A lot of things have motivated me. First and foremost are the people who enjoy fighting games & fighting game artwork as much as I do. I’ve met a lot of cool people through the website and many of them have generously helped me along the way, asking for nothing in return. There was a time when fighting games really weren’t “popular” at all, and even during those times I had a strong drive to continue working on the site and to show that there are still people around that LOVE fighting games. Also, people who used to say things like “2D fighting games are dead” and “this game sucks” and “that game sucks” motivated me to work even harder! And finally, companies like Capcom, SNK and Namco and their amazing artists have never stopped inspiring me with their latest efforts.


During the ten years of TFG’s lifespan, the Internet has definitely gone through some drastic changes (i.e. YouTube, increased social networking, and wikis). In that decade’s time, what have you observed and learned from these developments and how have they affected TFG’s growth towards accessibility and singularity?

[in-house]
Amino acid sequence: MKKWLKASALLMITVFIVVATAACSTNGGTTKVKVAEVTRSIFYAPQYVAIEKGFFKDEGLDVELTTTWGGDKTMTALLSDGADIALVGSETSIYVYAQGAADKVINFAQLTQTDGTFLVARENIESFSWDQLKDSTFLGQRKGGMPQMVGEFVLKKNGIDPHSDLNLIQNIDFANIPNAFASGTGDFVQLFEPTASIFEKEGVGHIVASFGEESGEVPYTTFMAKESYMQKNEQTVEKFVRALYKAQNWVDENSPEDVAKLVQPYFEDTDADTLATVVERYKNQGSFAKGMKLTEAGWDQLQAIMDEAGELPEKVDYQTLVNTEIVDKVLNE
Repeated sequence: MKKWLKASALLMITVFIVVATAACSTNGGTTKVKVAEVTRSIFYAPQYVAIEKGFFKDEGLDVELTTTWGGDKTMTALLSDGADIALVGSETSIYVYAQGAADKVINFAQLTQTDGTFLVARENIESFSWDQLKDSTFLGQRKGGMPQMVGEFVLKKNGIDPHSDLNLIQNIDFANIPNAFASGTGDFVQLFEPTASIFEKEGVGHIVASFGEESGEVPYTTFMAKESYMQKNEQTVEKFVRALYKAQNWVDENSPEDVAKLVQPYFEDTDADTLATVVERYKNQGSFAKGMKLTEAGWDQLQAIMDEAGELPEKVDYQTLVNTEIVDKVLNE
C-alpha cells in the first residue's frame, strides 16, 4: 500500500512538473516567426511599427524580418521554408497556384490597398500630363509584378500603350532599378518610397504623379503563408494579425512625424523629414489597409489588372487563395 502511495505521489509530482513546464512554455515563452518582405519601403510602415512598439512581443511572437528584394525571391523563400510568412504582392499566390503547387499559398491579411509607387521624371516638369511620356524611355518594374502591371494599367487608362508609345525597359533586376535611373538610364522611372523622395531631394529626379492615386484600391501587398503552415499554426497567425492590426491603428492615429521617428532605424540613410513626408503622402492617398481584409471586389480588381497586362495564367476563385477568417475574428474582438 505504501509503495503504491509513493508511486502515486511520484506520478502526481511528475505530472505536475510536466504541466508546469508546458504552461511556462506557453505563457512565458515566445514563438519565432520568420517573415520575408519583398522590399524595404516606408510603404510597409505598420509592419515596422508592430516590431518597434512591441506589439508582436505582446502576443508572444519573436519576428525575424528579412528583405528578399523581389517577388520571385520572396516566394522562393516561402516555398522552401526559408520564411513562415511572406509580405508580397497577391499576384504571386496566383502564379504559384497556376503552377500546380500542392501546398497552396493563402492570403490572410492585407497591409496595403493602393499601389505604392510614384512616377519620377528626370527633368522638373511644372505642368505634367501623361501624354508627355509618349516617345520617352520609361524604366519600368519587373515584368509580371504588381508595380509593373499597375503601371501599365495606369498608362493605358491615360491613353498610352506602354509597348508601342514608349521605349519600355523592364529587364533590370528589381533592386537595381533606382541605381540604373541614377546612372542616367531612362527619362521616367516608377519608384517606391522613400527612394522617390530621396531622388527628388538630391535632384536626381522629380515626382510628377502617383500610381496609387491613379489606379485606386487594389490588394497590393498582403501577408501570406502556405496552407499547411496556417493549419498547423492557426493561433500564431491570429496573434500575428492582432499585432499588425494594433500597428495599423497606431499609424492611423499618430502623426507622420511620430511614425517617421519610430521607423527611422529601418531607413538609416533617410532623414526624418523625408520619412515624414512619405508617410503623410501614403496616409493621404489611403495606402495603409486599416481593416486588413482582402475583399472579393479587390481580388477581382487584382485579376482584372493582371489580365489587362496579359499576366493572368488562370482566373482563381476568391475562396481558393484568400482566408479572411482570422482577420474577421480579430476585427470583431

Interesting question. For starters, I actually wasn’t a big fan of YouTube in it’s early years, mainly due to the poor video quality. After YouTube started streaming HD quality videos, I knew it was time to incorporate it on TFG. In retrospect, it’s hard to imagine The Fighters Generation without instant streaming videos. They’ve really added a lot to the site!

A little over a year ago, some friends and fans urged me to set up a Facebook & Twitter page for TFG. At that time, TFG did have a Myspace page that was still going strong, but Myspace was clearly going downhill. Facebook offered a better way to connect with other users & attract new ones, and is currently TFG’s main social outlet. I was also skeptical of Twitter when it first arrived, but it’s proven to be a convenient application for TFG as well.